Threats of property price bubbles are reduced.
According to Moody's, last Friday, the Singapore government, through the Monetary Authority of Singapore (MAS), the Ministry of Finance, the Ministry of National Development andthe Ministry of Trade & Industry, released new regulations to curb speculation on residential and industrial property transactions. Whereas previous measures targeted residential properties, these new regulations mark the first time that the government has levied a seller’s stamp duty (SSD) on industrial properties. These measures are credit positive for Singapore banks because they will reduce the threats of property price bubbles, future price shocks and loan losses.
Here's more from Moody's:
The expanded coverage is the government’s reaction to mounting evidence that speculative activities are rising, particularly with industrial properties. According to the MAS, about 18% of multiple-user factory sales that occurred during January-November 2012 were resale transactions carried out within three years of purchase. This compares with 15% in 2011 and an average of about 10% during 2006-10.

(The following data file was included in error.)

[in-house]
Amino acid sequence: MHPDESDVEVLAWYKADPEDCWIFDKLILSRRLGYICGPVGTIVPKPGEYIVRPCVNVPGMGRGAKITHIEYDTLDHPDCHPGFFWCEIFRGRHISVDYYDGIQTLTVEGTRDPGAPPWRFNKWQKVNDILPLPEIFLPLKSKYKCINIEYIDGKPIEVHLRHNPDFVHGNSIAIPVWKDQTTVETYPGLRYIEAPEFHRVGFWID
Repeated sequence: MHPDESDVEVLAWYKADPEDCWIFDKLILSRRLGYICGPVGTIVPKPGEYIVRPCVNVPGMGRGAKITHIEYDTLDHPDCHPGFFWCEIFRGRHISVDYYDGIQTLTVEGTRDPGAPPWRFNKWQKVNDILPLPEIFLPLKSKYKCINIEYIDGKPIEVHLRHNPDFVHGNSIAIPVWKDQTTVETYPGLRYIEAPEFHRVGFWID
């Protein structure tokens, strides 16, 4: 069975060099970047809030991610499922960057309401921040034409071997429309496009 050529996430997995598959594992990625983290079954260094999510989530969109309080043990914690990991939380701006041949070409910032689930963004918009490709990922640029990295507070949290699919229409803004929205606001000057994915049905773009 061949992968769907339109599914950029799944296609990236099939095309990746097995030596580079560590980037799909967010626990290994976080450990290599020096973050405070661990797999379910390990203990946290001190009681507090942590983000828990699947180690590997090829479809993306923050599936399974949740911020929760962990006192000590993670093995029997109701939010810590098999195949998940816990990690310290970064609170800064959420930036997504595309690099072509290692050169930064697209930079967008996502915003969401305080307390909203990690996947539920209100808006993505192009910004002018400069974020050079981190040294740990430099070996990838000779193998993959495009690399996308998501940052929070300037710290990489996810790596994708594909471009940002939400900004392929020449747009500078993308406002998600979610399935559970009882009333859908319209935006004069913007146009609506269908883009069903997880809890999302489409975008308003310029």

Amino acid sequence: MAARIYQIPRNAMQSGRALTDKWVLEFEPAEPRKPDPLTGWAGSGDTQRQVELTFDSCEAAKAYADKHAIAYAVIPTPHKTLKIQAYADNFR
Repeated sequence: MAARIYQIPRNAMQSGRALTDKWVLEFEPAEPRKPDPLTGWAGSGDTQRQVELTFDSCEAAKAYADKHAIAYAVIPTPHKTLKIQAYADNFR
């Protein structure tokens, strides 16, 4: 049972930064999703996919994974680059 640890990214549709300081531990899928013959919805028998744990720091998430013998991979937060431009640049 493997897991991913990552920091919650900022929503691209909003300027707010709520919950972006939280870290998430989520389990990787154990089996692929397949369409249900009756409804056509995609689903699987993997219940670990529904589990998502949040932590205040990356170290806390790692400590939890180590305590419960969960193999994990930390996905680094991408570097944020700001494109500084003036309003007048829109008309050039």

Furthermore, industrial property prices have risen since third-quarter 2009 at a pace that has surpassed the price increases in private and public residential properties since mid-2010. In addition, despite the last round of measures announced on 5 October 2012, both private and public property price increases have shown signs of re-accelerating based on the fourth-quarter 2012 flash estimates.
We expect the new measures to dampen bank loans for residential and industrial property purchases, particularly those disbursed to investors. Higher minimum cash down payments and the additional buyer’s stamp duty (ABSD), along with lower LTV limits, will reduce demand on residential properties for investment or speculative purposes.
With the government now levying the SSD according to the holding period, the potential return on short-term bets will fall, thereby helping to limit speculative demand on industrial properties. Investors are also more likely to reassess their options and debt serviceability since they will have to hold on to a property for a longer period if they want to avoid the SSD.
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